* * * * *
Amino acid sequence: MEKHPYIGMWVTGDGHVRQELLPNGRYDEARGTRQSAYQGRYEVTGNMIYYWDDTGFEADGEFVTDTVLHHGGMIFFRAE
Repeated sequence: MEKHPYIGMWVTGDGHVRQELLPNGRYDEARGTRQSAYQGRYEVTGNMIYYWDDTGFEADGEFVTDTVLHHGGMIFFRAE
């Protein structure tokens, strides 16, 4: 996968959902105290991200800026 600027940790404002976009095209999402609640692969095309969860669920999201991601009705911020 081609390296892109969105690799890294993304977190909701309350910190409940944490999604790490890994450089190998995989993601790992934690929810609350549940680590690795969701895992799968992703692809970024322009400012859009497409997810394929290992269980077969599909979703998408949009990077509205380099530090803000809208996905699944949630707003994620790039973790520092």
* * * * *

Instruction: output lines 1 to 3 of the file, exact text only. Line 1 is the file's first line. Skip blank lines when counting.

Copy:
Amino acid sequence: MEKHPYIGMWVTGDGHVRQELLPNGRYDEARGTRQSAYQGRYEVTGNMIYYWDDTGFEADGEFVTDTVLHHGGMIFFRAE
Repeated sequence: MEKHPYIGMWVTGDGHVRQELLPNGRYDEARGTRQSAYQGRYEVTGNMIYYWDDTGFEADGEFVTDTVLHHGGMIFFRAE
């Protein structure tokens, strides 16, 4: 996968959902105290991200800026 600027940790404002976009095209999402609640692969095309969860669920999201991601009705911020 081609390296892109969105690799890294993304977190909701309350910190409940944490999604790490890994450089190998995989993601790992934690929810609350549940680590690795969701895992799968992703692809970024322009400012859009497409997810394929290992269980077969599909979703998408949009990077509205380099530090803000809208996905699944949630707003994620790039973790520092």